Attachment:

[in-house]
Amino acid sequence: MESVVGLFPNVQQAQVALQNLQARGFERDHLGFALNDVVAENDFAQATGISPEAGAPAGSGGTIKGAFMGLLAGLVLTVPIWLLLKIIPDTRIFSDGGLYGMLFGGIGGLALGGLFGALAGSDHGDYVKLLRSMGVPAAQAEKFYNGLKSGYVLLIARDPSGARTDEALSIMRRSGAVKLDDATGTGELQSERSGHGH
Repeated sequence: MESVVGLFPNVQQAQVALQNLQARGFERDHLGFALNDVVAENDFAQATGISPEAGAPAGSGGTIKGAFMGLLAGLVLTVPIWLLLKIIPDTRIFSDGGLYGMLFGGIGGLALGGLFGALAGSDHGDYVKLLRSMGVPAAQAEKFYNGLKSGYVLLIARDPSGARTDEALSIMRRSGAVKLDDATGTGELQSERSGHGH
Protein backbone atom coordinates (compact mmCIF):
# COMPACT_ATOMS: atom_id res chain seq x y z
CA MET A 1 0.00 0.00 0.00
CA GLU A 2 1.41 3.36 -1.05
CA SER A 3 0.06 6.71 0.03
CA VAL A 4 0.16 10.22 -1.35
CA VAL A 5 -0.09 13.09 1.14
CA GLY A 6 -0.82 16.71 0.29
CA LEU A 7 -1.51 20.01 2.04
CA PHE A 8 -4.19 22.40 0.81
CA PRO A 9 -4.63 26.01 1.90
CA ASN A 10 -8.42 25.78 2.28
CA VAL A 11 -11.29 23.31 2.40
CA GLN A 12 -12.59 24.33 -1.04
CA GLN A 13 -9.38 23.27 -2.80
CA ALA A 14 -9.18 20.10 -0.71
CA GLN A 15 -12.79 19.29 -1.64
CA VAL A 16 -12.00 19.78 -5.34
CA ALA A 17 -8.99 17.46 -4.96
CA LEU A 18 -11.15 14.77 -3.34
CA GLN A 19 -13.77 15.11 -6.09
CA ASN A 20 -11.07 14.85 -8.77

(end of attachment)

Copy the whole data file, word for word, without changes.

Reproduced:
[in-house]
Amino acid sequence: MESVVGLFPNVQQAQVALQNLQARGFERDHLGFALNDVVAENDFAQATGISPEAGAPAGSGGTIKGAFMGLLAGLVLTVPIWLLLKIIPDTRIFSDGGLYGMLFGGIGGLALGGLFGALAGSDHGDYVKLLRSMGVPAAQAEKFYNGLKSGYVLLIARDPSGARTDEALSIMRRSGAVKLDDATGTGELQSERSGHGH
Repeated sequence: MESVVGLFPNVQQAQVALQNLQARGFERDHLGFALNDVVAENDFAQATGISPEAGAPAGSGGTIKGAFMGLLAGLVLTVPIWLLLKIIPDTRIFSDGGLYGMLFGGIGGLALGGLFGALAGSDHGDYVKLLRSMGVPAAQAEKFYNGLKSGYVLLIARDPSGARTDEALSIMRRSGAVKLDDATGTGELQSERSGHGH
Protein backbone atom coordinates (compact mmCIF):
# COMPACT_ATOMS: atom_id res chain seq x y z
CA MET A 1 0.00 0.00 0.00
CA GLU A 2 1.41 3.36 -1.05
CA SER A 3 0.06 6.71 0.03
CA VAL A 4 0.16 10.22 -1.35
CA VAL A 5 -0.09 13.09 1.14
CA GLY A 6 -0.82 16.71 0.29
CA LEU A 7 -1.51 20.01 2.04
CA PHE A 8 -4.19 22.40 0.81
CA PRO A 9 -4.63 26.01 1.90
CA ASN A 10 -8.42 25.78 2.28
CA VAL A 11 -11.29 23.31 2.40
CA GLN A 12 -12.59 24.33 -1.04
CA GLN A 13 -9.38 23.27 -2.80
CA ALA A 14 -9.18 20.10 -0.71
CA GLN A 15 -12.79 19.29 -1.64
CA VAL A 16 -12.00 19.78 -5.34
CA ALA A 17 -8.99 17.46 -4.96
CA LEU A 18 -11.15 14.77 -3.34
CA GLN A 19 -13.77 15.11 -6.09
CA ASN A 20 -11.07 14.85 -8.77